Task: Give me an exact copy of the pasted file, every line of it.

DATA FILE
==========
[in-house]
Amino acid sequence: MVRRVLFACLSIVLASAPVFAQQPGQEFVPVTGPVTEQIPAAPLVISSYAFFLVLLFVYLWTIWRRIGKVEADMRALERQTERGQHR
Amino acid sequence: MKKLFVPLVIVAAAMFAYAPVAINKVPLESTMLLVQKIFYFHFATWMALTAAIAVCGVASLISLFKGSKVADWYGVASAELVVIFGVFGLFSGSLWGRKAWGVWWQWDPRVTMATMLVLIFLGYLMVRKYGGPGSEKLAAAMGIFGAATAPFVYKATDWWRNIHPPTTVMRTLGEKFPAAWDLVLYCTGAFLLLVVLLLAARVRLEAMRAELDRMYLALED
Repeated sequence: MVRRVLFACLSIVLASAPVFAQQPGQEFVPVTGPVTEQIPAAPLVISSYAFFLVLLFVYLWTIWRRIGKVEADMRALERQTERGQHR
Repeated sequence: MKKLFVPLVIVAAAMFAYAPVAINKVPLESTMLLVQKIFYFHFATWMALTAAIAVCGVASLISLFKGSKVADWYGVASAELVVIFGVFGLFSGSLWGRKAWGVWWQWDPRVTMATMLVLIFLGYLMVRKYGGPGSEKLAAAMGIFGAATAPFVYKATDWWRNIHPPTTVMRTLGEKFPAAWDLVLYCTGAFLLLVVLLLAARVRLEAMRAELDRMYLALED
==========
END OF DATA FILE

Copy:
[in-house]
Amino acid sequence: MVRRVLFACLSIVLASAPVFAQQPGQEFVPVTGPVTEQIPAAPLVISSYAFFLVLLFVYLWTIWRRIGKVEADMRALERQTERGQHR
Amino acid sequence: MKKLFVPLVIVAAAMFAYAPVAINKVPLESTMLLVQKIFYFHFATWMALTAAIAVCGVASLISLFKGSKVADWYGVASAELVVIFGVFGLFSGSLWGRKAWGVWWQWDPRVTMATMLVLIFLGYLMVRKYGGPGSEKLAAAMGIFGAATAPFVYKATDWWRNIHPPTTVMRTLGEKFPAAWDLVLYCTGAFLLLVVLLLAARVRLEAMRAELDRMYLALED
Repeated sequence: MVRRVLFACLSIVLASAPVFAQQPGQEFVPVTGPVTEQIPAAPLVISSYAFFLVLLFVYLWTIWRRIGKVEADMRALERQTERGQHR
Repeated sequence: MKKLFVPLVIVAAAMFAYAPVAINKVPLESTMLLVQKIFYFHFATWMALTAAIAVCGVASLISLFKGSKVADWYGVASAELVVIFGVFGLFSGSLWGRKAWGVWWQWDPRVTMATMLVLIFLGYLMVRKYGGPGSEKLAAAMGIFGAATAPFVYKATDWWRNIHPPTTVMRTLGEKFPAAWDLVLYCTGAFLLLVVLLLAARVRLEAMRAELDRMYLALED